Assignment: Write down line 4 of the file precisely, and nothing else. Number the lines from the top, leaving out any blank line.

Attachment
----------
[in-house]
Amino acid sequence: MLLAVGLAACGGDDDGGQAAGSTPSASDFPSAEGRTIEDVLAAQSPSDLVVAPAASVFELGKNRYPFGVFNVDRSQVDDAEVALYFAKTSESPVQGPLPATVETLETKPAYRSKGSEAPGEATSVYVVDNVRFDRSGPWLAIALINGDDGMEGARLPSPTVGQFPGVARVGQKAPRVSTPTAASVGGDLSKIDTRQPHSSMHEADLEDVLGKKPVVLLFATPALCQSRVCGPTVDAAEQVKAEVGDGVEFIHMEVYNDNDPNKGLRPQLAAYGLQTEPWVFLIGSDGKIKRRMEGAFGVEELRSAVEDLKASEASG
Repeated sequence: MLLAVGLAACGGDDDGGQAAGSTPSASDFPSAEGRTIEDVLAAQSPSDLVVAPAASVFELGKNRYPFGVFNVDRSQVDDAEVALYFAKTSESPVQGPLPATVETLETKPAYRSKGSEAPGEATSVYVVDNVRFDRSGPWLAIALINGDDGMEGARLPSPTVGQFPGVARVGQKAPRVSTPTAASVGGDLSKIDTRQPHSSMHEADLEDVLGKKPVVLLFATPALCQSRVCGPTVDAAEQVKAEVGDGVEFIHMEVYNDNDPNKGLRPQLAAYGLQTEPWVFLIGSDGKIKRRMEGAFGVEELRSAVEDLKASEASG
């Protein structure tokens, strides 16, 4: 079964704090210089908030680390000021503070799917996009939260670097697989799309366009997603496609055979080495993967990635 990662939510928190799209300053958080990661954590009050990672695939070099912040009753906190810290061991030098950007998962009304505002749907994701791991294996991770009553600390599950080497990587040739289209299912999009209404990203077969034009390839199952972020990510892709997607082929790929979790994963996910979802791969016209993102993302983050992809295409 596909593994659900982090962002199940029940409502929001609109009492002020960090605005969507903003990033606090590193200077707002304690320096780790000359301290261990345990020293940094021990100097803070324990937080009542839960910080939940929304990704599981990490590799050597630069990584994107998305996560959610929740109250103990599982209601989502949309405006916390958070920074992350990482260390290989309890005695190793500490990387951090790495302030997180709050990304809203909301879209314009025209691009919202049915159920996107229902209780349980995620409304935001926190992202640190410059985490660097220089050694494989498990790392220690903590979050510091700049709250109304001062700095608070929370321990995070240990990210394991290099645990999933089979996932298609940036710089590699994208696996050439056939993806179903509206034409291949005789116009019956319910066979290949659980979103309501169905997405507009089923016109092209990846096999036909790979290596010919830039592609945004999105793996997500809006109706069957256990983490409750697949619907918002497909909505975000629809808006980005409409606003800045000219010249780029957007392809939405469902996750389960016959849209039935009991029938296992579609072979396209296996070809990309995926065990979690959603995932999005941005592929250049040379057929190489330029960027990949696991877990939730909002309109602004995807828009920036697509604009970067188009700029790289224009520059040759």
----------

């Protein structure tokens, strides 16, 4: 079964704090210089908030680390000021503070799917996009939260670097697989799309366009997603496609055979080495993967990635 990662939510928190799209300053958080990661954590009050990672695939070099912040009753906190810290061991030098950007998962009304505002749907994701791991294996991770009553600390599950080497990587040739289209299912999009209404990203077969034009390839199952972020990510892709997607082929790929979790994963996910979802791969016209993102993302983050992809295409 596909593994659900982090962002199940029940409502929001609109009492002020960090605005969507903003990033606090590193200077707002304690320096780790000359301290261990345990020293940094021990100097803070324990937080009542839960910080939940929304990704599981990490590799050597630069990584994107998305996560959610929740109250103990599982209601989502949309405006916390958070920074992350990482260390290989309890005695190793500490990387951090790495302030997180709050990304809203909301879209314009025209691009919202049915159920996107229902209780349980995620409304935001926190992202640190410059985490660097220089050694494989498990790392220690903590979050510091700049709250109304001062700095608070929370321990995070240990990210394991290099645990999933089979996932298609940036710089590699994208696996050439056939993806179903509206034409291949005789116009019956319910066979290949659980979103309501169905997405507009089923016109092209990846096999036909790979290596010919830039592609945004999105793996997500809006109706069957256990983490409750697949619907918002497909909505975000629809808006980005409409606003800045000219010249780029957007392809939405469902996750389960016959849209039935009991029938296992579609072979396209296996070809990309995926065990979690959603995932999005941005592929250049040379057929190489330029960027990949696991877990939730909002309109602004995807828009920036697509604009970067188009700029790289224009520059040759």